Reducing information costs in turn changes the whole economy of research – especially during the first phase, when one is framing questions and trying to figure out if they are worth pursuing.
“If you're writing about a relatively famous person,” as Turkel put it, “other historians will expect you to be familiar with what that person wrote, and probably with their correspondence. Obviously, you should also know some of the secondary literature. But if you have access to a complete archival record, you can learn things that might have been almost impossible to discover before. How did your famous person figure in people's dreams, for example? People sometimes write about their dreams in diaries and letters, or even keep dream journals. But say you wanted to know how Darwin figured in the dreams of African people in the late 19th century. You couldn't read one diary at a time, hoping someone had had a dream about him and written it down. With a complete digital archive, you could easily do a keyword search for something like "Darwin NEAR dream" and then filter your results.”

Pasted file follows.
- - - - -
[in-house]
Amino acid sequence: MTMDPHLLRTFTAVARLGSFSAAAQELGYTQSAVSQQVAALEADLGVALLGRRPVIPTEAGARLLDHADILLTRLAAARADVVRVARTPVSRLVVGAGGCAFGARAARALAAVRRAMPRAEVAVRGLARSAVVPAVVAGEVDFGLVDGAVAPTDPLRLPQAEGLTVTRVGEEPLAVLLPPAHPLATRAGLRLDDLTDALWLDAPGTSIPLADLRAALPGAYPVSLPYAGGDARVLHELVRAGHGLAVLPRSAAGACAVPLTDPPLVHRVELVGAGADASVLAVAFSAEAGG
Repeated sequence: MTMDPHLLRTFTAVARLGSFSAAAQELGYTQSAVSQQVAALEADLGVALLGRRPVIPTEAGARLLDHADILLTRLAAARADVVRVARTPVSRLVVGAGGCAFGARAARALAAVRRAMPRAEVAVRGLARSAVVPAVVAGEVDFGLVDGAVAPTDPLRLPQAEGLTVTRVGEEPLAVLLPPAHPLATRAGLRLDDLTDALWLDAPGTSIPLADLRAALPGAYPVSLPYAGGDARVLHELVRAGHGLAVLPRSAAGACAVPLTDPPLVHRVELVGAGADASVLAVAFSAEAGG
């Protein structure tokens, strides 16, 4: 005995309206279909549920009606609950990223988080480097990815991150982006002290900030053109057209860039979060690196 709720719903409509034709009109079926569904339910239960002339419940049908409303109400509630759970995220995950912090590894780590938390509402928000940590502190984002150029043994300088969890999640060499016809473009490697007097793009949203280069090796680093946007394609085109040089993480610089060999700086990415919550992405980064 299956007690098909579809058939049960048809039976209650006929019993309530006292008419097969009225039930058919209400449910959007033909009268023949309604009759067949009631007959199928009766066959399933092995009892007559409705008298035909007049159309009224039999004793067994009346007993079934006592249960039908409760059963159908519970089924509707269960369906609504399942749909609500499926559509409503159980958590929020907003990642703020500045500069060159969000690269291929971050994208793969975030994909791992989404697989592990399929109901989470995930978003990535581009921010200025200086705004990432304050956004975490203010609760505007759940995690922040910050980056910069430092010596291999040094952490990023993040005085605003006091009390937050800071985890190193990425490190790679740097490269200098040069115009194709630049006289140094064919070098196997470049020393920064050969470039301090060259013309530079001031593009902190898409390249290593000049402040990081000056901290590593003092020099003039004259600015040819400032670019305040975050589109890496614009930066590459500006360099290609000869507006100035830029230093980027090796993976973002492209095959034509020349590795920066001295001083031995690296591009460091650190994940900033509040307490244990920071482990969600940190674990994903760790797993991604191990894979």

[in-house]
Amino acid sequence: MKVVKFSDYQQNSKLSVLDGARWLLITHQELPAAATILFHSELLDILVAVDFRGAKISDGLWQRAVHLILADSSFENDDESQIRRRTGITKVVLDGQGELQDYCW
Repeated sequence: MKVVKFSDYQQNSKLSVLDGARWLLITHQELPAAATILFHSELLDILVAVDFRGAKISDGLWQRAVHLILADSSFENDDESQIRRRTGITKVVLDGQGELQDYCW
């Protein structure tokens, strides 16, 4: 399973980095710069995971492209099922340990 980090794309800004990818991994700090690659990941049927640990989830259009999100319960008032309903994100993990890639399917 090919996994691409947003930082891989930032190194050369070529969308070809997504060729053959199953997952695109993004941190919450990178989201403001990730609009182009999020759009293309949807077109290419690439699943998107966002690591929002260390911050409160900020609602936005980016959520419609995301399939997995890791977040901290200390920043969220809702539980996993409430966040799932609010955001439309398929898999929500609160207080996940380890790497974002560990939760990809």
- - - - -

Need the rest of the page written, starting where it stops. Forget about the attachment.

As it happens, I conducted this interview a few weeks before coming across Jacques-Alain Miller’s comments on Google. It seems like synchronicity that Turkel would mention the possibility of digital historians getting involved in the interpretation of dreams (normally a psychoanalyst’s preserve). But for now, it sounds as if most historians are only slightly more savvy about digitality than the Lacanian Freemasons.
“All professional historians have a very clear idea about how to make use of archival and library sources,” Turkel says, “and many work with material culture, too. But I think far fewer have much sense of how search engines work or how to construct queries. Few are familiar with the range of online sources and tools. Very few are able to do things like write scrapers, parsers or spiders.”
“I believe that these kind of techniques will be increasingly important,” says Turkel, “and someday will be taken for granted. I guess I would consider digital history to have arrived as a field when most departments have at least one person who can (and does) offer a course in the subject. Right now, many departments are lucky to have someone who knows how to digitize paper sources or put up web pages.”